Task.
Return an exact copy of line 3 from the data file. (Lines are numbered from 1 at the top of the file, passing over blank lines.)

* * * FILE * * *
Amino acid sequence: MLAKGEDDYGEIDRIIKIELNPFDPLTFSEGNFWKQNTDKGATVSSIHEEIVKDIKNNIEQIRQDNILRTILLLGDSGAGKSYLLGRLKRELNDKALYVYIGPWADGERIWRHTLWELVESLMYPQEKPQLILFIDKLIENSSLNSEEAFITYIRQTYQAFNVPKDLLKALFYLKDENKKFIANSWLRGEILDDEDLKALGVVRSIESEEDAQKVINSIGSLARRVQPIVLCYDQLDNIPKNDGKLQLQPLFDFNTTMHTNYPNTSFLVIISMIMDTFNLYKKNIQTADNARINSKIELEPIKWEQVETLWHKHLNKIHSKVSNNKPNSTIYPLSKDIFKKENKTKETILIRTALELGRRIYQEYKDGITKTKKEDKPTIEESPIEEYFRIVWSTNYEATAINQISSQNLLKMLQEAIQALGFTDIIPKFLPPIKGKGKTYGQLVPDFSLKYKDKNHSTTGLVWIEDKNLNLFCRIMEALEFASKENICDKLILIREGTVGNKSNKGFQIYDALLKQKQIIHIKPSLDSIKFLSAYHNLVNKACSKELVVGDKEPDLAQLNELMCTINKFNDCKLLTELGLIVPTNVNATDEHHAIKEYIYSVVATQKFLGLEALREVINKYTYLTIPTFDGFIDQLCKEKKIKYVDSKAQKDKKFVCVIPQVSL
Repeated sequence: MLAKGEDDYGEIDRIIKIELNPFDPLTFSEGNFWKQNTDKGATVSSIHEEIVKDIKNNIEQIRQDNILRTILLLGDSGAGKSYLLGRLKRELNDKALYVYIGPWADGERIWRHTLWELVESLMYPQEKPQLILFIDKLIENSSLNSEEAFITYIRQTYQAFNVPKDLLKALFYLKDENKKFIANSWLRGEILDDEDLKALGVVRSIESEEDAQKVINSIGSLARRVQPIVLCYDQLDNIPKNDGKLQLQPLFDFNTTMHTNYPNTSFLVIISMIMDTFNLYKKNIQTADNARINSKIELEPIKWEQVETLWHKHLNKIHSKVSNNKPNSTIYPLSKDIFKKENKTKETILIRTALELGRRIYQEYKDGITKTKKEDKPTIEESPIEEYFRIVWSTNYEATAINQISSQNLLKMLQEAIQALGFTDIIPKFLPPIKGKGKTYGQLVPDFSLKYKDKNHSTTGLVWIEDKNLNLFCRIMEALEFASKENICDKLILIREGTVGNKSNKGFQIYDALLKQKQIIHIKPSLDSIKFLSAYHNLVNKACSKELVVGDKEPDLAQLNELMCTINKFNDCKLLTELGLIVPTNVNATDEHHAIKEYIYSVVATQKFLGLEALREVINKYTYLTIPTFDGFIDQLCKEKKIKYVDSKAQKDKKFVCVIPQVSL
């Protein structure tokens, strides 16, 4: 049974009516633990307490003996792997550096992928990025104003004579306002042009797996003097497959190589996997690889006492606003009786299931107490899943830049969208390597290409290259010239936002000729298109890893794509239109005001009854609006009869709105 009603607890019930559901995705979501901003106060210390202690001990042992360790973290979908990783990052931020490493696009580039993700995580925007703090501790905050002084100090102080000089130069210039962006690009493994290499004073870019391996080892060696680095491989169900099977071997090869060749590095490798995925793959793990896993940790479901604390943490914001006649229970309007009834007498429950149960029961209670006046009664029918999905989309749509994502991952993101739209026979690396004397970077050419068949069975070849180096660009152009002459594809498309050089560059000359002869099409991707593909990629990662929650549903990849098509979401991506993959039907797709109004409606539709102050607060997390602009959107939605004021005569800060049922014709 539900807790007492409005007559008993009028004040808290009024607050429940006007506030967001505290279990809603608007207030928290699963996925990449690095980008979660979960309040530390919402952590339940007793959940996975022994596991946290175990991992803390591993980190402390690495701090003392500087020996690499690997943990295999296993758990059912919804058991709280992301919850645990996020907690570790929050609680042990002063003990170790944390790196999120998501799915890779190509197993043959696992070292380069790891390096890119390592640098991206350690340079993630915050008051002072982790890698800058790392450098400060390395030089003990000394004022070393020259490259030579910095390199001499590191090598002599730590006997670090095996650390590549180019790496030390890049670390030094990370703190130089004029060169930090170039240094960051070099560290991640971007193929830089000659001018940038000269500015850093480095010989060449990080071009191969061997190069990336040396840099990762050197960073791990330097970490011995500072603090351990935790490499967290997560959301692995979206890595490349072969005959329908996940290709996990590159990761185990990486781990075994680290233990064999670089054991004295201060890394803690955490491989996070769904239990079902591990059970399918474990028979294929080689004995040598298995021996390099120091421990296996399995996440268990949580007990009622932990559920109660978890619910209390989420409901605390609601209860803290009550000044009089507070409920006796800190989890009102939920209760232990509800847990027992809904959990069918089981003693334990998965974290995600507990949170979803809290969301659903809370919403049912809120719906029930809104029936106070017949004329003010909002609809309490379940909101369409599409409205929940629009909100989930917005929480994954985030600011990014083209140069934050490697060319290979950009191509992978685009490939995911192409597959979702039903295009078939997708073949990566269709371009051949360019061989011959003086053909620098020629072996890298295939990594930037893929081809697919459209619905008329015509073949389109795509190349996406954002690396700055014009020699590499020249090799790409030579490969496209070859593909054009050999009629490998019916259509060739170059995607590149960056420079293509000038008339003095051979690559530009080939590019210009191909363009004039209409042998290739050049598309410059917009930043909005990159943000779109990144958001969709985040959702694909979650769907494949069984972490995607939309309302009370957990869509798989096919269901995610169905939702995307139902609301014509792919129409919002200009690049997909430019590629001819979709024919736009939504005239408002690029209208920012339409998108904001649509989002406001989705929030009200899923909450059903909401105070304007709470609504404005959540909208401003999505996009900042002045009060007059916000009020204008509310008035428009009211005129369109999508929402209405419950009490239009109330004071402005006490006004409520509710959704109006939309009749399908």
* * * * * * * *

């Protein structure tokens, strides 16, 4: 049974009516633990307490003996792997550096992928990025104003004579306002042009797996003097497959190589996997690889006492606003009786299931107490899943830049969208390597290409290259010239936002000729298109890893794509239109005001009854609006009869709105 009603607890019930559901995705979501901003106060210390202690001990042992360790973290979908990783990052931020490493696009580039993700995580925007703090501790905050002084100090102080000089130069210039962006690009493994290499004073870019391996080892060696680095491989169900099977071997090869060749590095490798995925793959793990896993940790479901604390943490914001006649229970309007009834007498429950149960029961209670006046009664029918999905989309749509994502991952993101739209026979690396004397970077050419068949069975070849180096660009152009002459594809498309050089560059000359002869099409991707593909990629990662929650549903990849098509979401991506993959039907797709109004409606539709102050607060997390602009959107939605004021005569800060049922014709 539900807790007492409005007559008993009028004040808290009024607050429940006007506030967001505290279990809603608007207030928290699963996925990449690095980008979660979960309040530390919402952590339940007793959940996975022994596991946290175990991992803390591993980190402390690495701090003392500087020996690499690997943990295999296993758990059912919804058991709280992301919850645990996020907690570790929050609680042990002063003990170790944390790196999120998501799915890779190509197993043959696992070292380069790891390096890119390592640098991206350690340079993630915050008051002072982790890698800058790392450098400060390395030089003990000394004022070393020259490259030579910095390199001499590191090598002599730590006997670090095996650390590549180019790496030390890049670390030094990370703190130089004029060169930090170039240094960051070099560290991640971007193929830089000659001018940038000269500015850093480095010989060449990080071009191969061997190069990336040396840099990762050197960073791990330097970490011995500072603090351990935790490499967290997560959301692995979206890595490349072969005959329908996940290709996990590159990761185990990486781990075994680290233990064999670089054991004295201060890394803690955490491989996070769904239990079902591990059970399918474990028979294929080689004995040598298995021996390099120091421990296996399995996440268990949580007990009622932990559920109660978890619910209390989420409901605390609601209860803290009550000044009089507070409920006796800190989890009102939920209760232990509800847990027992809904959990069918089981003693334990998965974290995600507990949170979803809290969301659903809370919403049912809120719906029930809104029936106070017949004329003010909002609809309490379940909101369409599409409205929940629009909100989930917005929480994954985030600011990014083209140069934050490697060319290979950009191509992978685009490939995911192409597959979702039903295009078939997708073949990566269709371009051949360019061989011959003086053909620098020629072996890298295939990594930037893929081809697919459209619905008329015509073949389109795509190349996406954002690396700055014009020699590499020249090799790409030579490969496209070859593909054009050999009629490998019916259509060739170059995607590149960056420079293509000038008339003095051979690559530009080939590019210009191909363009004039209409042998290739050049598309410059917009930043909005990159943000779109990144958001969709985040959702694909979650769907494949069984972490995607939309309302009370957990869509798989096919269901995610169905939702995307139902609301014509792919129409919002200009690049997909430019590629001819979709024919736009939504005239408002690029209208920012339409998108904001649509989002406001989705929030009200899923909450059903909401105070304007709470609504404005959540909208401003999505996009900042002045009060007059916000009020204008509310008035428009009211005129369109999508929402209405419950009490239009109330004071402005006490006004409520509710959704109006939309009749399908």